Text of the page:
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Elvis A. Takow, Edward W. Hellman, Andrew G. Birt, Maria D. Tchakerian, and Robert N. Coulson

radiation, vapor pressure, and number of frost days in April and May. Derived indices include GDD as described by Winkler et al. (1974) and RPMT as described by Gladstones (1992) . Units of measure and calculation method for climatic variables are

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Mason T. MacDonald, Rajasekaran R. Lada, Martine Dorais, and Steeve Pepin

is μL·L −1 , and mass is the initial fresh weight (g) of a branch. Ethylene evolution was measured each day; DPE represents the day ethylene evolution was highest. Vapor pressure deficit. Vapor pressure deficit, which measures the difference between

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Julie M. Tarara and Jorge E. Perez Peña

analyzed only for complete 24-h measurements. Concentrations of water vapor [H 2 O v ] in air drawn from the chamber inlet and outlet were measured with an IR gas analyzer (IRGA; CIRAS-DC, PP Systems, Amesbury, MA) with a measurement range from 0 to 75 mb

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Julie M. Tarara, Bernardo Chaves, and Bernadine C. Strik

. We used custom-built T/RH sensors (Center for Precision Agricultural Systems, Washington State University, Prosser, WA; Tarara et al., 2013 ). Saturation vapor pressure was computed from T a using Murray's equation ( Murray, 1967 ). Vapor pressure

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Dong Sub Kim, Mark Hoffmann, Steven Kim, Bertha A. Scholler, and Steven A. Fennimore

activity ( Fenwick et al., 1983 ; Kirkegaard et al., 1996 ; Mari et al., 1993 ; Sharma et al., 2008 ; Vaughn and Boydston, 1997 ). However, questions remain as to whether the combination of steam with low vapor pressure pesticides will improve the

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Mark Hoffmann, Husein A. Ajwa, Becky B. Westerdahl, Steven T. Koike, Mike Stanghellini, Cheryl Wilen, and Steven A. Fennimore

( Munnecke and Van Gundy, 1979 ). Soil temperature, soil moisture, microbial activity, the ratio between mixed materials, and vapor pressure of a substance are factors that determine the fate and efficacy of a pesticide in soil. Soil fumigants are substances

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Peter L. Sholberg and Paul Randall

double bond, was more effective against spores than mycelium of the fungus and stimulated its growth at low concentrations ( Fallik et al., 1998 ). Thus, it was concluded that maintenance of a high vapor-phase level of (E) -2-hexenal was necessary to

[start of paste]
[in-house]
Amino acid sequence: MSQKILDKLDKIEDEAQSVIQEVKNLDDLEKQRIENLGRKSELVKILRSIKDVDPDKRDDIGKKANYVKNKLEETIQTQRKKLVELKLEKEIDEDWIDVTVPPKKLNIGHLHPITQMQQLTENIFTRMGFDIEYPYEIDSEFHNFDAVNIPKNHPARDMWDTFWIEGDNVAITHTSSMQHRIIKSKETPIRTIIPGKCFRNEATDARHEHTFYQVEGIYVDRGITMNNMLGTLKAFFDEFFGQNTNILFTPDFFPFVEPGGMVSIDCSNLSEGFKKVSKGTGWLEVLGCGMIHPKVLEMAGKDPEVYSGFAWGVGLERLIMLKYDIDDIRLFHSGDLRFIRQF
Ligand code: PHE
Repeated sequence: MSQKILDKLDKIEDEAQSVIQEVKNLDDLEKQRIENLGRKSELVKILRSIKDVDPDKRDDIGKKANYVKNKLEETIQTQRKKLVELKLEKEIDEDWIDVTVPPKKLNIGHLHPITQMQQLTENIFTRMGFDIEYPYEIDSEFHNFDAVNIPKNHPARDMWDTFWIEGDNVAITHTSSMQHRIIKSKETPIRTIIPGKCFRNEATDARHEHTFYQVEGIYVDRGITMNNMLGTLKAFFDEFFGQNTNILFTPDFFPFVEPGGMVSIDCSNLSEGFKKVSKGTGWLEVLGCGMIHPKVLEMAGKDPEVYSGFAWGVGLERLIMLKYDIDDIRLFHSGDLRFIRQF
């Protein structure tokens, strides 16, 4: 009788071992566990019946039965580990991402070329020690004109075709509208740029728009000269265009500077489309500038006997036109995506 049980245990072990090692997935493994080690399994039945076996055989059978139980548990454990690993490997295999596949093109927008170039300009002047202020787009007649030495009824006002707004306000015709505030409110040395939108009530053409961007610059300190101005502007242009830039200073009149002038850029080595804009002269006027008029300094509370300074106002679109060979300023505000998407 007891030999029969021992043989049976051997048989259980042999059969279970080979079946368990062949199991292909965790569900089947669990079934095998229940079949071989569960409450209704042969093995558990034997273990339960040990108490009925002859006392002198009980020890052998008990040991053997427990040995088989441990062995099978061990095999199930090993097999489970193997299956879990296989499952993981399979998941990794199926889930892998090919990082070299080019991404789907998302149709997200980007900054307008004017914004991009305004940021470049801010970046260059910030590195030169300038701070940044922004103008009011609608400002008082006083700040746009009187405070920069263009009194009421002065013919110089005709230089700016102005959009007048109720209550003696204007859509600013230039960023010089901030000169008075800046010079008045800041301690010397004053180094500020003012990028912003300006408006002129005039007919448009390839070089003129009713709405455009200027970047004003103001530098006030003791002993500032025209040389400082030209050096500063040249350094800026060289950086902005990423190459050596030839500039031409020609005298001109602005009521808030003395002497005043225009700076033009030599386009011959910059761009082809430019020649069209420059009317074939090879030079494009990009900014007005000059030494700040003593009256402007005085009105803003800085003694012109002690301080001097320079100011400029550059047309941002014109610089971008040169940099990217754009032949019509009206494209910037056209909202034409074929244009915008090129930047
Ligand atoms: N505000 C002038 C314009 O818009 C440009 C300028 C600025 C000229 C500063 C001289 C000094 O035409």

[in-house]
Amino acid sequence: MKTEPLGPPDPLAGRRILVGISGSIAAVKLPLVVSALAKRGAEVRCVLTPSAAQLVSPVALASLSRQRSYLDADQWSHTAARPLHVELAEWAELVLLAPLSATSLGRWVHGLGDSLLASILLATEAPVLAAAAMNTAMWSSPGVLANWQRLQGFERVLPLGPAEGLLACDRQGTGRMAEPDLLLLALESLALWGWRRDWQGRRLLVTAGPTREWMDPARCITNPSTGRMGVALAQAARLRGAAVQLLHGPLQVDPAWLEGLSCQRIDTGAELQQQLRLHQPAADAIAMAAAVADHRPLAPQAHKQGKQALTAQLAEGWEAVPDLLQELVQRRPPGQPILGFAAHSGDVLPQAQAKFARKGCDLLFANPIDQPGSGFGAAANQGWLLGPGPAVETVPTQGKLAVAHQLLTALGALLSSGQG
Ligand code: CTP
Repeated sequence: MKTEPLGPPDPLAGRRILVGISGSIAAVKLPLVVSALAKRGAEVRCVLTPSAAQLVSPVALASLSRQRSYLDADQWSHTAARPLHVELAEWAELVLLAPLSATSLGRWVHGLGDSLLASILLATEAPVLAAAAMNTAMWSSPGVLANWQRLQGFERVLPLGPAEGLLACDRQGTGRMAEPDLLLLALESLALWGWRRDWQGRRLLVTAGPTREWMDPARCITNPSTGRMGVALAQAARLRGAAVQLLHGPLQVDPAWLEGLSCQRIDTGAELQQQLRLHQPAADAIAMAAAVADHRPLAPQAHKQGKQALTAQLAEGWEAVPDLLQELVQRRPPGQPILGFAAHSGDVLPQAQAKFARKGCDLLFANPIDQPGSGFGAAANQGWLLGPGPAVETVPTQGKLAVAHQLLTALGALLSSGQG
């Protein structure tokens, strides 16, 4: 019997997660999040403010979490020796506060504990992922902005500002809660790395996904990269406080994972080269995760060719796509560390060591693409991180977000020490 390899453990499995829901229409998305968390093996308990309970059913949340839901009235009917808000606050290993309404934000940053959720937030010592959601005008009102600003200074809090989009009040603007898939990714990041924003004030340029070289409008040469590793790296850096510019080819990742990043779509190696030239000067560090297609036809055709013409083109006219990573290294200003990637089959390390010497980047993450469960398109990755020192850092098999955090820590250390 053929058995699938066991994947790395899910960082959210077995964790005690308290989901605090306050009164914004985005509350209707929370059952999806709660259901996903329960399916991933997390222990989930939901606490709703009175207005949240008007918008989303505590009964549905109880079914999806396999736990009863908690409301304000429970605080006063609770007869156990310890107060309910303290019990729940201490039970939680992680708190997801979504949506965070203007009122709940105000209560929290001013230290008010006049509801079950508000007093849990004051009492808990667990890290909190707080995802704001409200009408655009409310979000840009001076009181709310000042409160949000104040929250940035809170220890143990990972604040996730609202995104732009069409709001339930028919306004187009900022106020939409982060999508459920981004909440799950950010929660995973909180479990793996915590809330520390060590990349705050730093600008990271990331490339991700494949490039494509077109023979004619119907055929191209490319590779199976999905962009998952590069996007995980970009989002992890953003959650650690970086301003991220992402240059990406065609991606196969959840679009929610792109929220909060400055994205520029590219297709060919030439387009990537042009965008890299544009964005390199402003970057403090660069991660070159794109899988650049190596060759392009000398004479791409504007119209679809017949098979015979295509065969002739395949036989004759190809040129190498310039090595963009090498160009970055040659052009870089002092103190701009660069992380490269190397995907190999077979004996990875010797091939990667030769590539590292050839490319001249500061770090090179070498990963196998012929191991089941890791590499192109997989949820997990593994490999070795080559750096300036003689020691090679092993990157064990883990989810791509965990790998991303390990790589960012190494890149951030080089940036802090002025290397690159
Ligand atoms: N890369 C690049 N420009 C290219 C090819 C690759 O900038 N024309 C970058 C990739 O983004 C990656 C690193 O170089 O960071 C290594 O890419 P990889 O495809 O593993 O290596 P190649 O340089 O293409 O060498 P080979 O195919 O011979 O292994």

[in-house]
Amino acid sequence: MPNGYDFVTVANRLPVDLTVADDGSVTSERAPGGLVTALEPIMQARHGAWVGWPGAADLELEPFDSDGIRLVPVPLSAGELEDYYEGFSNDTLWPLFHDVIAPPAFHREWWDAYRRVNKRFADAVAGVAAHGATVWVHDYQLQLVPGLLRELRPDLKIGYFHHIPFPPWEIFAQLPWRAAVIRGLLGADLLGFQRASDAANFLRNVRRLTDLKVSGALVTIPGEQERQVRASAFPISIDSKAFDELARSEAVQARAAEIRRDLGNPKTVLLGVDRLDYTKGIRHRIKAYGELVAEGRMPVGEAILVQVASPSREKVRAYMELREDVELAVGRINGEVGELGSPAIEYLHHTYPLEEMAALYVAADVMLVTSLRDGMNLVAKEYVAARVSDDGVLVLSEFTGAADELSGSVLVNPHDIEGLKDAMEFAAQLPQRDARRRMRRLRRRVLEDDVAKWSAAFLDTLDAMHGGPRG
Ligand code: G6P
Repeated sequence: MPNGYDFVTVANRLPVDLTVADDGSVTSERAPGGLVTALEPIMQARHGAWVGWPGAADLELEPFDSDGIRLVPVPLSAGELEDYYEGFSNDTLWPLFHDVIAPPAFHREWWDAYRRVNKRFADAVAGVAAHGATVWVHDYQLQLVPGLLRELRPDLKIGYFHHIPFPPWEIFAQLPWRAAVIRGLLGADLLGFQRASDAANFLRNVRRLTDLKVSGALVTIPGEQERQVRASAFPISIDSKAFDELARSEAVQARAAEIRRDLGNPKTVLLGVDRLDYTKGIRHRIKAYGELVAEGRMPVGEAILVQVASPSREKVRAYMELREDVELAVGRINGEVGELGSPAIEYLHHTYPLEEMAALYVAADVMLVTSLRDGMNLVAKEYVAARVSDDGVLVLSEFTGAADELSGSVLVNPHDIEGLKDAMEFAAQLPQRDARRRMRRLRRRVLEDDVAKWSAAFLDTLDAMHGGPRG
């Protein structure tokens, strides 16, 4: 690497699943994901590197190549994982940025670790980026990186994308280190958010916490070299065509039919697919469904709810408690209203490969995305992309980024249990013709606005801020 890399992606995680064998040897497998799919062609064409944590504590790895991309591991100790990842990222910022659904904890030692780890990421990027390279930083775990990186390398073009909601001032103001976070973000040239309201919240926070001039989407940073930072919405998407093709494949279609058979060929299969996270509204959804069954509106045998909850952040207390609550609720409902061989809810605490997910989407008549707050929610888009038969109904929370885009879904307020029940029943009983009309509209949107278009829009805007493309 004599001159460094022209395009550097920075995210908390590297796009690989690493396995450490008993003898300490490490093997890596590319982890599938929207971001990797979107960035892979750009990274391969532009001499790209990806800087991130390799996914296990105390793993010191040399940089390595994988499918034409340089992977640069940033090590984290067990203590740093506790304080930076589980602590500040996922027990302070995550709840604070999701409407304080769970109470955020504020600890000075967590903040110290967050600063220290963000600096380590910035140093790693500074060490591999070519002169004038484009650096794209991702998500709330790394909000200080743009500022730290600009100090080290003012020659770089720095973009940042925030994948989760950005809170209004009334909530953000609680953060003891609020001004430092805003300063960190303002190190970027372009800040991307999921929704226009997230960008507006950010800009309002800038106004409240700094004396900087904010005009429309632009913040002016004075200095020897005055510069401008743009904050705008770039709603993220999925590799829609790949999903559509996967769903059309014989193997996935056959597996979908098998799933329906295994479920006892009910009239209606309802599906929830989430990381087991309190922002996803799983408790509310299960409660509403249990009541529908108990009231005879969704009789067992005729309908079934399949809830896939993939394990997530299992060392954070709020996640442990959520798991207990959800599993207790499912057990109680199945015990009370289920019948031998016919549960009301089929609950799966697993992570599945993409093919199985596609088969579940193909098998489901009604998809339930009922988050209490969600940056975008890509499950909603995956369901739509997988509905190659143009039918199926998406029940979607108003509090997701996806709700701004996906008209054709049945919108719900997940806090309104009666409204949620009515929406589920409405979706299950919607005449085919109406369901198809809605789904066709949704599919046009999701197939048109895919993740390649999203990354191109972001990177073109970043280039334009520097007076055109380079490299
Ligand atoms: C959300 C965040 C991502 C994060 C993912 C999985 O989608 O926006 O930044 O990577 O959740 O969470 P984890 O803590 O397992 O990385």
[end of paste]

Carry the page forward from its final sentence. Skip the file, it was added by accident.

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Silvia Jiménez, Mónica Pérez, Blanca María Plaza, Roberto Salinas, and María Teresa Lao

, such as temperature, vapor pressure deficit (VPD), and Rg, and to growth parameters such as leaf area index (LAI). In addition, the influence of the N form supply (NO 3 – -N or NH 4 + -N) on P uptake and on the defined as the ratio of P and water

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David Campbell, Jeffrey K. Brecht, Ali Sarkhosh, Oscar Liburd, and Danielle Treadwell

for the Lake County location (28.681650°N, −81.885650°W, altitude 27 m), which was located ≈15.5 km northeast of the orchard and onsite at the Marion County location. Measurements and associated comparisons of temperature, RH, and water vapor pressure

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W.R. Miller and R.E. McDonald

`Marsh' and `Ruby Red' grapefruit (Citrus paradisi Macf.) tolerated a high-temperature, forced-air, vapor heat treatment of 43.5C for 260 minutes, a treatment applied for security against the Caribbean fruit fly [Anastrepha suspensa (Loew)]. Fruit did not develop symptoms of quality deterioration during subsequent storage. With `Marsh' fruit, 99% and 96% were sound, whereas with `Ruby Red' 98% and 94% were sound after storage at 10C for 28 days or 10C for 28 days plus 7 days at 21C, respectively. Differences in means for percentage of sound fruit were not significant for cultivar or vapor heat treatment. After the final storage period, there was significantly more (2.4-fold, P ≤ 0.05) aging observed on `Ruby Red' fruit than on `Marsh', averaged over all treatments. Vapor heat did not affect aging of `Ruby Red' but increased aging of `Marsh' fruit. Decay was reduced to ≈ 22.0% in vapor heat-treated fruit from 5.0% for nontreated fruit. The efficacy of thiabendazole to control stem end rot was increased on vapor heat-treated fruit compared with nontreated fruit. After the final inspection, the appearance of `Marsh' fruit was fresher (index 2.0) than that of `Ruby Red' fruit (index 2.3), but the appearance of vapor heat-treated and nontreated fruit was similar. Peel color of `Ruby Red' fruit was not affected by the vapor heat treatment, but, after 4 weeks at 10C plus 1 week at 21C, `Marsh' fruit that were not treated were greener than those treated with vapor heat. The vapor heat treatment tested is a potentially viable quarantine procedure for Florida grapefruit that can be applied without adversely affecting fruit quality during normal storage.